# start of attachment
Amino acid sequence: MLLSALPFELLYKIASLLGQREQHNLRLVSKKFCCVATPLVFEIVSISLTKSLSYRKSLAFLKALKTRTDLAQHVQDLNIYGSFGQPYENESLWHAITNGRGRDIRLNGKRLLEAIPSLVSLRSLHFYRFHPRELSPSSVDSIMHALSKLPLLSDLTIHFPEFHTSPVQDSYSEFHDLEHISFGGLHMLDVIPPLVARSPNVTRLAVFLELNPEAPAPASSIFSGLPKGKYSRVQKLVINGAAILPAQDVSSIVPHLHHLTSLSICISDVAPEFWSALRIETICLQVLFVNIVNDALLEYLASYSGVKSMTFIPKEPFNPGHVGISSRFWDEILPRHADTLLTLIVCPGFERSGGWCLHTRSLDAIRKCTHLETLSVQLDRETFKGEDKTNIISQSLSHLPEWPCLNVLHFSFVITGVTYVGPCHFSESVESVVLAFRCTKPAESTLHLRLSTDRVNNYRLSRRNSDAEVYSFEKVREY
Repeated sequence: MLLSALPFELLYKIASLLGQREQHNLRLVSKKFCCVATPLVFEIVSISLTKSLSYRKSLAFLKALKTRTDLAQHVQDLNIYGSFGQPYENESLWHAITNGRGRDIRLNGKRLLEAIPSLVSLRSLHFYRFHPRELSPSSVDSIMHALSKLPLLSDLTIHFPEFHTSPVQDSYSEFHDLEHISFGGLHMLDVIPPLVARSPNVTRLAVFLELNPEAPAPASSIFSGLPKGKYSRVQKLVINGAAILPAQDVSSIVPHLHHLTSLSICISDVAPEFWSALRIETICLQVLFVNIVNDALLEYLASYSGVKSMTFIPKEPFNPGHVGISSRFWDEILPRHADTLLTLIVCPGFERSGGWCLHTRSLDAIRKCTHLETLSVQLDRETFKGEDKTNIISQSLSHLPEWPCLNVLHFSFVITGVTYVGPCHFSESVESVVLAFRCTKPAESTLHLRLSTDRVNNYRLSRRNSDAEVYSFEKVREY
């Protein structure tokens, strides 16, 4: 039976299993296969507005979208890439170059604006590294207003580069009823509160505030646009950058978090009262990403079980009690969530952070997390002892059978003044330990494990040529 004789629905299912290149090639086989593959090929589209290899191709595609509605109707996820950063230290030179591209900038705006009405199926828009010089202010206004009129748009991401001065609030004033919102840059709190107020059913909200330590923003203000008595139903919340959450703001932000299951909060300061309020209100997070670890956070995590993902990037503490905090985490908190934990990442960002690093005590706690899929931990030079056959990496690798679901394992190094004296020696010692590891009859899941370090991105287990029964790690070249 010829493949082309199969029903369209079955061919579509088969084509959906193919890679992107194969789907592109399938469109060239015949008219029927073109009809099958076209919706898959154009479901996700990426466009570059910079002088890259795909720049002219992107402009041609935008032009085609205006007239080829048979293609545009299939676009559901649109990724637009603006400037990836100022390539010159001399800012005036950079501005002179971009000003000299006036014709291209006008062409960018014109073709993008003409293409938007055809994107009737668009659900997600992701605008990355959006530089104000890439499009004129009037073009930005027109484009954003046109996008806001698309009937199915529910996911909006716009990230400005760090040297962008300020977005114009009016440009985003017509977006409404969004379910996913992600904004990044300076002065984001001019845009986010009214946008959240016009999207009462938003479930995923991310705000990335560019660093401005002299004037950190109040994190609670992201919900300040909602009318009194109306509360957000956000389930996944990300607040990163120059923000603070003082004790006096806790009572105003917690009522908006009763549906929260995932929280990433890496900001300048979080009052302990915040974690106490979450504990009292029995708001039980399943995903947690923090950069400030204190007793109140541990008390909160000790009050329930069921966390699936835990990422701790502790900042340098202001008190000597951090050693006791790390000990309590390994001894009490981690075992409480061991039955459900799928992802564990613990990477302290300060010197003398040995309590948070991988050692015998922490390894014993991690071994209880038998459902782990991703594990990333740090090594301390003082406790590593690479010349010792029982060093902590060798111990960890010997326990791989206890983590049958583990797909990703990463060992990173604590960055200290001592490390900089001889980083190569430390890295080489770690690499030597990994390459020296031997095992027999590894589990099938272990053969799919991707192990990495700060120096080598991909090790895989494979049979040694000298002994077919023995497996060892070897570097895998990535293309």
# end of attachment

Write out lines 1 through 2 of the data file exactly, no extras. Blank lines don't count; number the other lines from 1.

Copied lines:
Amino acid sequence: MLLSALPFELLYKIASLLGQREQHNLRLVSKKFCCVATPLVFEIVSISLTKSLSYRKSLAFLKALKTRTDLAQHVQDLNIYGSFGQPYENESLWHAITNGRGRDIRLNGKRLLEAIPSLVSLRSLHFYRFHPRELSPSSVDSIMHALSKLPLLSDLTIHFPEFHTSPVQDSYSEFHDLEHISFGGLHMLDVIPPLVARSPNVTRLAVFLELNPEAPAPASSIFSGLPKGKYSRVQKLVINGAAILPAQDVSSIVPHLHHLTSLSICISDVAPEFWSALRIETICLQVLFVNIVNDALLEYLASYSGVKSMTFIPKEPFNPGHVGISSRFWDEILPRHADTLLTLIVCPGFERSGGWCLHTRSLDAIRKCTHLETLSVQLDRETFKGEDKTNIISQSLSHLPEWPCLNVLHFSFVITGVTYVGPCHFSESVESVVLAFRCTKPAESTLHLRLSTDRVNNYRLSRRNSDAEVYSFEKVREY
Repeated sequence: MLLSALPFELLYKIASLLGQREQHNLRLVSKKFCCVATPLVFEIVSISLTKSLSYRKSLAFLKALKTRTDLAQHVQDLNIYGSFGQPYENESLWHAITNGRGRDIRLNGKRLLEAIPSLVSLRSLHFYRFHPRELSPSSVDSIMHALSKLPLLSDLTIHFPEFHTSPVQDSYSEFHDLEHISFGGLHMLDVIPPLVARSPNVTRLAVFLELNPEAPAPASSIFSGLPKGKYSRVQKLVINGAAILPAQDVSSIVPHLHHLTSLSICISDVAPEFWSALRIETICLQVLFVNIVNDALLEYLASYSGVKSMTFIPKEPFNPGHVGISSRFWDEILPRHADTLLTLIVCPGFERSGGWCLHTRSLDAIRKCTHLETLSVQLDRETFKGEDKTNIISQSLSHLPEWPCLNVLHFSFVITGVTYVGPCHFSESVESVVLAFRCTKPAESTLHLRLSTDRVNNYRLSRRNSDAEVYSFEKVREY